Back in the late spring and early summer, I did a thorough excavation of my stash. I picked up every piece of fabric that was a fat quarter or larger. Those prints that I still wanted to use went back in my storage drawers; those that didn’t were sold on FeelGood Fibers. (To date, I’ve sold more than $400 of fabric to the FGF community!)
I thought I was done. After all, I moved out a bunch of material that was no longer working for me, making the space and earning the money to buy quilting cotton that excited me. Then FGF launched its Declutter to Destash initiative, and I realized I still had work to do.
This challenge is all about getting rid of—by selling, donating, or trashing—what you don’t need and organizing what you want to hold on to. I started small and evaluated my notions. I consolidated my needles, tossed old seam rippers and marking tools at the end of their lives, and set aside duplicate items or notions I don’t use. The whole process took less than an hour.
Then I moved on to my scraps, which lived in resealable bags that I stored in a big plastic bin. Everything was already sorted by color, so really, what more did I have to do?
So much more.
I started by pulling scraps and cutting them for two projects: Plaid-ish by Erica Jackman and Brightly by Allison Harris. Then I went back through each bag. Fabrics that I had no interest in using were set aside for selling on FGF (see my popup shop here). Pieces smaller than 2.5 inches went in the recycling pile (my town recycles textiles). Larger pieces were ironed and placed in a new scrap drawer. The stuff in between was cut into hundreds of 2.5-inch squares (see picture at the top of the post). I have my eyes set on Jessie Fincham’s Scrappy Irish Chain tutorial, which requires almost a thousand 2.5-inch squares, to use up that collection.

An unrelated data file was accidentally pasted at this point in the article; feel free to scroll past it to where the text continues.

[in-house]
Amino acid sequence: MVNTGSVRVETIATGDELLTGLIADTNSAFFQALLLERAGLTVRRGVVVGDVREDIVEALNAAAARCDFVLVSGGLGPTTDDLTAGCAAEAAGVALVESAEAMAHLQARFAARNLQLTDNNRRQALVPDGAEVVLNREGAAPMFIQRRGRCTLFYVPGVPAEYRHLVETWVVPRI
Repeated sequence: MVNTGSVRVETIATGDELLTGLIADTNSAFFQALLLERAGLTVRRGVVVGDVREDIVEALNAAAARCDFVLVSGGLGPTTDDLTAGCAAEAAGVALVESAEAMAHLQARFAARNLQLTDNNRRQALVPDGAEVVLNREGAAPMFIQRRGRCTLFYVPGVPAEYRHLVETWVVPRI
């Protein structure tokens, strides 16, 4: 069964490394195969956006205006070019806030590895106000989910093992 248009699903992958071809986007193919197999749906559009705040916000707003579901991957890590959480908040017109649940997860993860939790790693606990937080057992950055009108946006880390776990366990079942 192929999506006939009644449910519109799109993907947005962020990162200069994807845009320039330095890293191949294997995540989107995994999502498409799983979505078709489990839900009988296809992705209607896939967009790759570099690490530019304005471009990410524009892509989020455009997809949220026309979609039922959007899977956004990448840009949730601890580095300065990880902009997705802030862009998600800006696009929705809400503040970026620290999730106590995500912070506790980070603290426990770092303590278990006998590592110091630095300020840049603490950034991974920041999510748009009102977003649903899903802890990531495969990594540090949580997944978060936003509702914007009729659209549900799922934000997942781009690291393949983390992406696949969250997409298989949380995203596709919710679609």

The survey of my scraps took a good week and a half. It consumed all my crafty time (I did no sewing while I worked on it), and I found the process overwhelming at times. I employed the use of my AccuQuilt Go! to transform oddly shaped scraps into pretty 2.5-inch squares. Doing so made the process go faster.
Now I have a humble collection of notions—what’s pictured below as well as items that didn’t make it in the shot—that I’d love to pass on to someone who will use them. If that someone is you and you live in the United States, let me know in the comments below, and the lot is all yours. (If you’re a no-reply blogger, please leave your email address; otherwise, I have no way of contacting you.) First come, first served! This collection of notions has already been sent to its new owner. : )
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